¶ 6 In December 1991, plaintiff made a demand for the policy limits, which defendant refused; however, after learning of the negligence suits brought against Ruben, defendant agreed to defend Ruben under a reservation of rights. In November 1992, it informed Ruben via letter that it had retained attorney I.R. Strizak to undertake his defense in the negligence suit brought by plaintiff. The letter also stated that because plaintiff could potentially recover a judgment in excess of the policy limits, it could be prudent for Ruben to consider retaining additional counsel at his own expense.

¶ 7 Strizak filed an appearance and answer on behalf of Ruben on December 15, 1992, but there is no evidence that he took any further action to defend Ruben after that date. Defendant admitted that it paid no fees to Strizak in connection with his defense of Ruben, nor did Strizak submit statements for work he performed on Ruben's behalf. The plaintiff moved for sanctions, and the court eventually entered an order of default against Ruben on October 4, 1994. The order specified that the basis for the default was Ruben's "failure to comply with outstanding discovery." Plaintiff's attorney sent this order directly to defendant 10 days later. According to an affidavit by defendant's claims manager, Michael Tomory, the order was sent to Strizak on receipt. But this was the only written communication defendant had with Strizak since retaining him in November 1992. A prove-up hearing on the default judgment was held in November 1995, and plaintiff was awarded $250, 000 in damages. The record does not indicate when defendant received actual notice of the damages award.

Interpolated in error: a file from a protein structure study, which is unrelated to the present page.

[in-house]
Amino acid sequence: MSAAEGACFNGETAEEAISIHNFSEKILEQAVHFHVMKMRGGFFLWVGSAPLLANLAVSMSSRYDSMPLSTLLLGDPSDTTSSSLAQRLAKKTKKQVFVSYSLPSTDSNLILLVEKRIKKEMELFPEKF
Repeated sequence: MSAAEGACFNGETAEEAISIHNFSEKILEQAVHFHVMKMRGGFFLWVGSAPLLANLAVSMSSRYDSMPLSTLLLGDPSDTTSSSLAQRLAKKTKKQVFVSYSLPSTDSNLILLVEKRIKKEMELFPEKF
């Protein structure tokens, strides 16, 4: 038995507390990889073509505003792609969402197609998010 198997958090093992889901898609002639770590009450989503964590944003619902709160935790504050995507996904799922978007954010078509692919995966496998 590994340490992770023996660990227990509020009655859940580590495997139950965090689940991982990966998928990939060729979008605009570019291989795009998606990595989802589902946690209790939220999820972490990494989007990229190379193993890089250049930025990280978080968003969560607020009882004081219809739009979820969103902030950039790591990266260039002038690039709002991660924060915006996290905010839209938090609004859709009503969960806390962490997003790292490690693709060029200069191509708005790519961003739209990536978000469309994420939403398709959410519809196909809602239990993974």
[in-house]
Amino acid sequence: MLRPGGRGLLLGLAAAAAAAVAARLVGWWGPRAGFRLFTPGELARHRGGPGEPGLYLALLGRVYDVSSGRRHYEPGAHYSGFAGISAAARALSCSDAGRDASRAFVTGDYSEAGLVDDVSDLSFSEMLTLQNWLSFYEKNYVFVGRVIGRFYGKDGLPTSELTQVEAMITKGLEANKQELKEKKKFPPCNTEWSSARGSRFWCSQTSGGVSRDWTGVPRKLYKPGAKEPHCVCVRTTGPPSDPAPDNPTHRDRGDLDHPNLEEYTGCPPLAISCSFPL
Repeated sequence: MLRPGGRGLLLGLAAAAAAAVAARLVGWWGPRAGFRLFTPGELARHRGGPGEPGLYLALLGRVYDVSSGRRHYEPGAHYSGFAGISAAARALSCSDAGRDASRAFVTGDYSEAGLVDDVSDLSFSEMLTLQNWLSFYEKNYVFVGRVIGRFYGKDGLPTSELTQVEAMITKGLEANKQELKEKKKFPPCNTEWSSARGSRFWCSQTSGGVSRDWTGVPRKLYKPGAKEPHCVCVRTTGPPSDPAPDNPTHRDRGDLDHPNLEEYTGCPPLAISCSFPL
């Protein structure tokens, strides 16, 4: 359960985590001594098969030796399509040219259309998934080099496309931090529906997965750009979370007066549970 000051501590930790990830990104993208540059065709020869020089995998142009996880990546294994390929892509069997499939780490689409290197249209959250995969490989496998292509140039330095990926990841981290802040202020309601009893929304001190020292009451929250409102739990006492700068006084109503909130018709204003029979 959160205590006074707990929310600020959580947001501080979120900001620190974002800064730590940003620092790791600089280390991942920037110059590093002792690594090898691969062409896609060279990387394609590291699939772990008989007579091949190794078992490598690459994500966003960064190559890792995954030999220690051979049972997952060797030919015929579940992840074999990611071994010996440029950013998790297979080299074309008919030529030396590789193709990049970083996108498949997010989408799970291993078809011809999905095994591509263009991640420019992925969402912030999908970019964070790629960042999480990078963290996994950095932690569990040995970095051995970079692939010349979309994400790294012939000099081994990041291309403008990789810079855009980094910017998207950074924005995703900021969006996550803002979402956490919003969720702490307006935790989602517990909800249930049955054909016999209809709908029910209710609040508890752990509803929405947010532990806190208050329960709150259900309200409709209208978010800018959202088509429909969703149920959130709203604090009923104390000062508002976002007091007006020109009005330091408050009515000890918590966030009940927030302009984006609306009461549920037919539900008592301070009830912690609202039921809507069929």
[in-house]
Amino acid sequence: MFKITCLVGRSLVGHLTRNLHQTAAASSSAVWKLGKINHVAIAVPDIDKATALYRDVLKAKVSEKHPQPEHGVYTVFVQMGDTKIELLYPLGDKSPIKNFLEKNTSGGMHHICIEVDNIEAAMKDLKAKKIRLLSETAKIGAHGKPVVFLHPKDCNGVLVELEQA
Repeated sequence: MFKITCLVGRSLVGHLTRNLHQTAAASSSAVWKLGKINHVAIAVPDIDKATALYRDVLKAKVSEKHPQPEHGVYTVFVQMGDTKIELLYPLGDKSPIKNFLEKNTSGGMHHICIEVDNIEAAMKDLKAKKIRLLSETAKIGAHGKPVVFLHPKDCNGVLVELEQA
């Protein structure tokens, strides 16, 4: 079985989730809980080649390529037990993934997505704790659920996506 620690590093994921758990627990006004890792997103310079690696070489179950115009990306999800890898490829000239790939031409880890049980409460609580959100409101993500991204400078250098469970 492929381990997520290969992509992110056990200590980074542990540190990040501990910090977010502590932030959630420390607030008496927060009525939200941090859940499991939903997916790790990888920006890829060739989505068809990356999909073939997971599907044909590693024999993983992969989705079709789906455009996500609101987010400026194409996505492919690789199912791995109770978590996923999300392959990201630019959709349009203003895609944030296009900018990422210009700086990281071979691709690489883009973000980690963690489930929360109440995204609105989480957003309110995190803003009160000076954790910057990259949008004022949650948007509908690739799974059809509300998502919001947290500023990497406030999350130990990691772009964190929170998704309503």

¶ 8 At the same time this litigation was proceeding, defendant was pursuing a declaratory judgment action against plaintiff, Ruben, Zentefis and Zenko. Specifically, defendant sought a declaration that it was not liable for damages alleged against Ruben in the negligence actions due to the fact that Ruben had misrepresented his marital status on his application for insurance, rendering his policy void. The trial court granted summary judgment against defendant on the basis that it was bound by its agent's actual knowledge of Ruben's marital status. This ruling was affirmed on appeal on March 20, 1998. Safeway Insurance Co. v. De La Torre, No. 1-96-0739 (Mar. 20, 1998) (unpublished order under Supreme Court Rule 23).

¶ 9 Several days after learning of the appellate court's ruling, defendant tendered the policy limits to plaintiff, but the tender was rejected. Then, in September 1999, defendant paid the policy limits of $20, 000 to both Zentefis and Zenko.

ΒΆ 10 In the meantime, on December 20, 1998, Ruben assigned the cause of action he had against defendant arising out of the contract of insurance to plaintiff for unspecified "value received." Shortly thereafter, plaintiff, as Ruben's assignee, filed suit against ...